When presented with information it has been proven that our brains are highly developed to take in information in the form of a story. Stories allow us to chunk down the data in a more readily re-collectable format. Chunking is a key when presenting information and stories allow our brain to do this. Our brain is developed to process pictures, when presented with text our brain deciphers it and creates a mental image of the information given. Remember, the written language only occurred a few thousand years ago so our brains used images to scan our environment to warn us of possible dangers, threats or indeed opportunities. So making sure you have descriptive images is a great addition to your armoury.


Research also shows us that getting small commitments from users over a period increases loyalty. So when signing up people you take basic information then get them to fill out more later. You must give good reason to get this commitment so remember it's a two-way street you give they give.


There are some key factors to take into account in how our brains work when we are presented information. It is theorised that there are essentially three ares of the brain which are used for very different purposes:

  • The old brain: used for instinctual decisions and processes
  • The mid brain: used to process emotions
  • The new brain: used to think about problems, play music, read this blog

The old brain is thought to be part of our evolutionary development and it's purpose is essentially survival. So it decides what is dangerous to us, it keeps us breathing, it drives the need for procreation and essentially the need for food.

In contrast the mid brain is our emotional interface that processes incoming data and helps us to decide how we should feel about that information. Does it make us feel sad, angry, elated or sympathetic.

What distinguishes us as humans above animals is the ability to think. This is the new brain and is usually called the pre-frontal cortex. This is generally a distinguishing feature of 'higher' functioning as opposed to 'lower' functioning animals.


By now you can begin to understand some of the principles in Neuro Web Design. This is just the surface as you must get to grips with the fundamentals of how and why our brains do what they do.

What is most evident is that we humans like to feel we have full control. It is our new brain that formulates how we think we deal with communications/information. However, the truth is that we are not as in control as we like to believe. Most of our decisions are based on unconscious processes and decisions made in our mid and old brains. Our new brain then formulates reasons why we made that decision even when the decision is at odds with what your new brain thinks it should have done.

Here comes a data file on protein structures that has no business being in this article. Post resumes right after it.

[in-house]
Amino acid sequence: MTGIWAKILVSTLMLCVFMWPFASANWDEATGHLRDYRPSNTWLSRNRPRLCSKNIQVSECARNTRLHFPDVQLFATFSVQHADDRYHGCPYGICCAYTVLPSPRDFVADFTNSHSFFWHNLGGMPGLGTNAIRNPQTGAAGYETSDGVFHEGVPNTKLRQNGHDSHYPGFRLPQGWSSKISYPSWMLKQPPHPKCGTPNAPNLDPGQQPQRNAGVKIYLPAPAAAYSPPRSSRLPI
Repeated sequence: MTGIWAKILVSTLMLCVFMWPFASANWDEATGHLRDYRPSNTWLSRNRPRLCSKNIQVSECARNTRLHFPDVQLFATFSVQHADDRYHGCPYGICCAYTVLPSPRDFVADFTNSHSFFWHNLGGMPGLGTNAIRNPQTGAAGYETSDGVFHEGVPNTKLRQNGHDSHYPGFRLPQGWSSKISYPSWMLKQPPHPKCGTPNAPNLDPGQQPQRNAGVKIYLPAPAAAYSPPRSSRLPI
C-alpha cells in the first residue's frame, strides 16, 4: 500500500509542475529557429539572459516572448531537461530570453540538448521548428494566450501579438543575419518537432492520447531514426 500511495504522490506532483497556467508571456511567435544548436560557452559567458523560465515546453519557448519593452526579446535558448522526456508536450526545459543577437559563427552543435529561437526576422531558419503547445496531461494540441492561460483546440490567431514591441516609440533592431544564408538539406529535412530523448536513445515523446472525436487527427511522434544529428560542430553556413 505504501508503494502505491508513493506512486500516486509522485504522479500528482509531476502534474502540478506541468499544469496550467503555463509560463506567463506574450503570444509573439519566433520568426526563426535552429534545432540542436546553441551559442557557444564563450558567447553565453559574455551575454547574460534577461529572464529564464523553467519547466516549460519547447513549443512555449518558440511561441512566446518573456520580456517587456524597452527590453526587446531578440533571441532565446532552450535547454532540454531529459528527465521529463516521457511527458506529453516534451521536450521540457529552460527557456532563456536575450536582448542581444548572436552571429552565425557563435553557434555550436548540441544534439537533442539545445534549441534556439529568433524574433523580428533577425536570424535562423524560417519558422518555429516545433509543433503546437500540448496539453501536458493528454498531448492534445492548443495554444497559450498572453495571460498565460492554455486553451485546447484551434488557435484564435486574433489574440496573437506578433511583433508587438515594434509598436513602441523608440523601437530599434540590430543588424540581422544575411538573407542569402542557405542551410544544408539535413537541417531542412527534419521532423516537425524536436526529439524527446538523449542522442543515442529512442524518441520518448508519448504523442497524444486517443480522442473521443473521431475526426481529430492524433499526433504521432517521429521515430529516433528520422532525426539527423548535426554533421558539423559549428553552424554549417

As marketing communicators we know that to effect an outcome you need to make an emotional link to the consumer. This is what helps translate a page visit into a potential buying scenario. The interesting part is joining up the dots and realising what is really going on in the brain that helps us deliver better communications and more effective returns.

We must begin to engage all three ares of the brain rather than necessarily using the type of logic your new brain would suggest. For instance, if you go online to find a new piece of equipment you may have a list of must-haves that it needs at the very least. The reality is once we begin to look through a list of items a series of unconscious decisions kick in that bend our thought processes. You may end up looking at items that only have three or four of the must-haves of your original list.

It is true that we have a decreasing attention span, which has been engendered by our social and work environments. So if you have a list of items presented to you on a page they likelihood of you viewing the first items on the page is quite high, even though they may not actually suit your original requirements, such as price. Part of the reason is that we do not like too much choice. Our new brain says we do, however, the reality is once we are given too much choice we freeze. Our decisions are compromised and that elusive quick sale is lost. So the solution is more focussed results, less is more where decisions are concerned.

Our brains are remarkable things and at it's heart it is a social animal. This is evident in the way in which we will follow perceived trends or induced scarcity. Scarcity can be seen as exclusivity or the perceived lack of something. For example if we are looking for an item and it says 'Last one in stock!' the chances are we will be motivated to make a quick purchase even when it runs against the logical new brain. It is an emotional interface with the old brain that could be likened to a survival instinct to get the last banana on the tree before it's gone.